Friday afternoon in Los Angeles, the cast of "Superman Returns" assembled for interviews with the press. CBR News now presents the first in our series with actress Kate Bosworth, who plays Lois Lane in the film. Bosworth was relaxed during the interview and looked gorgeous, as you might expect, wearing a low-cut blue and black wide-striped dress.
When I was first offered the part, it was my first fear because really the iconic notion of it is nerve wracking, but what was most nerve wracking for me was the investment and passion the fans have for this film. I just wanted to do my best and honor them and how they view the film.
Did you read anything about what they thought of the casting of a blond as this new Lois Lane?
I don't ever read that stuff, to be honest, for the same reason as I just said. If I had read all that stuff - why? Why would you read that? You go and you do your job. You're cast for a reason. You have to trust the people who cast you and the people around you. With this film you have Bryan Singer who is such an incredible filmmaker and a very dear friend now of mine. You have to trust that and you have to trust yourself, most importantly. I think all actors are insecure, I can say I certainly am, but you just have to go in and trust yourself. I think if you read all that noise - you want to honor the fans and do your best - but if you read all that, it probably wouldn't be good for your performance.
You say you're insecure - why are you insecure? You're in "Superman Returns," how could you possibly be insecure?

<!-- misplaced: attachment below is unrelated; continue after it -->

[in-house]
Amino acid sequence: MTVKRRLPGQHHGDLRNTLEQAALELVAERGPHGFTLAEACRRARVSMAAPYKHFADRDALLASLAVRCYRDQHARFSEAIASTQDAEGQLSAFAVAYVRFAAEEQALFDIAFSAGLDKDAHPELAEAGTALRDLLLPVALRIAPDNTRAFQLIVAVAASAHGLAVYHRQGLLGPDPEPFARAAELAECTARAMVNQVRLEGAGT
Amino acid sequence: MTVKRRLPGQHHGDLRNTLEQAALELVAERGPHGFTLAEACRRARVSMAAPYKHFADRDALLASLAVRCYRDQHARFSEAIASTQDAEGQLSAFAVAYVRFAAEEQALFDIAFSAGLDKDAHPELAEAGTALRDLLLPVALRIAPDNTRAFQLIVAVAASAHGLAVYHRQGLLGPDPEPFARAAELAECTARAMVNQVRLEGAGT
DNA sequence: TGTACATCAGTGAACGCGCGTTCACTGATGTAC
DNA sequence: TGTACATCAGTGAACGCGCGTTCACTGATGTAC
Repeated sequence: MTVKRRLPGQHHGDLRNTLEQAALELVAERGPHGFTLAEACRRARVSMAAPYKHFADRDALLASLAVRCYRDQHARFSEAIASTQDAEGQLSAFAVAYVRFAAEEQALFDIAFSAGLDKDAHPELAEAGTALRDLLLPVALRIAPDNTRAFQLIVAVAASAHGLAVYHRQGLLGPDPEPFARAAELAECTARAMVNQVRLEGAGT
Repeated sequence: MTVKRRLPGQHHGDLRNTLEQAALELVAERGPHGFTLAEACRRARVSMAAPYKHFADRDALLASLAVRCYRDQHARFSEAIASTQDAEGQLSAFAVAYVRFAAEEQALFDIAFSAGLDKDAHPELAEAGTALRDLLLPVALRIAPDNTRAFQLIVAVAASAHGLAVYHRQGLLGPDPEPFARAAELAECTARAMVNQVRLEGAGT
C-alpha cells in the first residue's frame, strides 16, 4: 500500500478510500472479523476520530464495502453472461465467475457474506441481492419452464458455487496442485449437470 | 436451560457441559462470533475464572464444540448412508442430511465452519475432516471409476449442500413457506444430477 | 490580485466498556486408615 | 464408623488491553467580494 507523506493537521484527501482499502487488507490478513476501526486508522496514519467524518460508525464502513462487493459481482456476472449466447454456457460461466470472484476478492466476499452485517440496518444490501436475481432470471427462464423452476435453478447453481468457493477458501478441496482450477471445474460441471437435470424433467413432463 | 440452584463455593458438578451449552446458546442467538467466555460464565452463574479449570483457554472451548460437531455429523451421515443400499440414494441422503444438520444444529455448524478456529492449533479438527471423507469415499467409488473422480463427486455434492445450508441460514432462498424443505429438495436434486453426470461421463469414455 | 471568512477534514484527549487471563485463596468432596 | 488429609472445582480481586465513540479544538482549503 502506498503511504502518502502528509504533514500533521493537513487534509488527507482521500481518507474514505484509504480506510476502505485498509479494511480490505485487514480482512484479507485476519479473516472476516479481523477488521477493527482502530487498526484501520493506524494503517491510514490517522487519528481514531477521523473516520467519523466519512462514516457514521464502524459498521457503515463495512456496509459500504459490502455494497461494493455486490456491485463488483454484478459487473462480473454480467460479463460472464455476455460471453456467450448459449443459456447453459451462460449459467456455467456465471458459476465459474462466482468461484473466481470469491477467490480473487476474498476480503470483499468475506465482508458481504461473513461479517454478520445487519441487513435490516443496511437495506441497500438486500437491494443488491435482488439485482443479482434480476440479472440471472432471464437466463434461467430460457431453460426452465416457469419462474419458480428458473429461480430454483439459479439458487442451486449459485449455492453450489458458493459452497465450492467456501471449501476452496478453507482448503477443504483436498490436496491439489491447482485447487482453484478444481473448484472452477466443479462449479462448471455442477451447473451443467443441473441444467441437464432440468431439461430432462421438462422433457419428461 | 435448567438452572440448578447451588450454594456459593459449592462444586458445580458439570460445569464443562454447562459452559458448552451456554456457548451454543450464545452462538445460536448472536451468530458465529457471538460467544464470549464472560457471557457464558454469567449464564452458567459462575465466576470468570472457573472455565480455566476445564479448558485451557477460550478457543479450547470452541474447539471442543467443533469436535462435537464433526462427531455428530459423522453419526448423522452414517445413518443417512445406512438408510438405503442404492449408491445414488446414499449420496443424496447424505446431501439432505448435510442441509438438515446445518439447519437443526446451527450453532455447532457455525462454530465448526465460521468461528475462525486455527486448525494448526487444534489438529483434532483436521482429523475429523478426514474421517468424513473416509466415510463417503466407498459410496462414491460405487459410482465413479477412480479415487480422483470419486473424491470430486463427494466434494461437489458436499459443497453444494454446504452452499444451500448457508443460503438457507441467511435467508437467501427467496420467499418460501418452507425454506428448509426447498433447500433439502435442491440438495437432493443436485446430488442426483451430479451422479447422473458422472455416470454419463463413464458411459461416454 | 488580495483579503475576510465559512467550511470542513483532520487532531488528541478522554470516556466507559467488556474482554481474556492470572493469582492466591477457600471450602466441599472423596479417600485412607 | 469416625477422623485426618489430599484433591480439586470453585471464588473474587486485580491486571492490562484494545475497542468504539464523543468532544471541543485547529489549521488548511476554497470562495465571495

I think that's a very funny question because, well, it's kind of a presumptuous question to ask because you don't know me. It's a vague thing to ask considering you don't, but I was insecure because, well, I think almost all artists are insecure. I don't ever watch myself and think, "Wow, that was great! I hit it out of the park!" I've just begun my career. I'm 23. I'm still learning. I feel like I've just come out of the gate.
Really? Even now after working on this film?
What are those insecurities then? What specifically do you fear now?
One of the things I love most about this job is I don't feel you can ever master it. I think you're always learning and you're always growing. Even when you think you're at the top of your game, there's always something else you can do and learn. I think that if I wanted to fall into a niche where I knew I was really good at something, I could do that and feel secure there. But I don't want to do that. I want to do things that will challenge me and I will be scared to do because I'm not the best at it, but I certainly want to do it to have that experience and to challenge myself and to be seen in different ways. I could sit there, do a cookie cutter job in a certain way and probably make money from it and do what people expect me to do, but that's not what I want to do. If you don't do what you want to do in life, then what's the point?
Have you seen the final cut of the film and do you feel it's quite different from the shooting script?
No. I saw the film yesterday for the first time and it's funny because I really hadn't seen anything, and that was by choice. I never watch dailies. Even when I came in to leave, Bryan wanted to show me some scenes and I said, "Nope! Don't show me anything! I want to see it at the end when all is said and done." So, it's exciting for me to be able to see it because I think I was the only person directly involved with the film who had a fresh pair of eyes.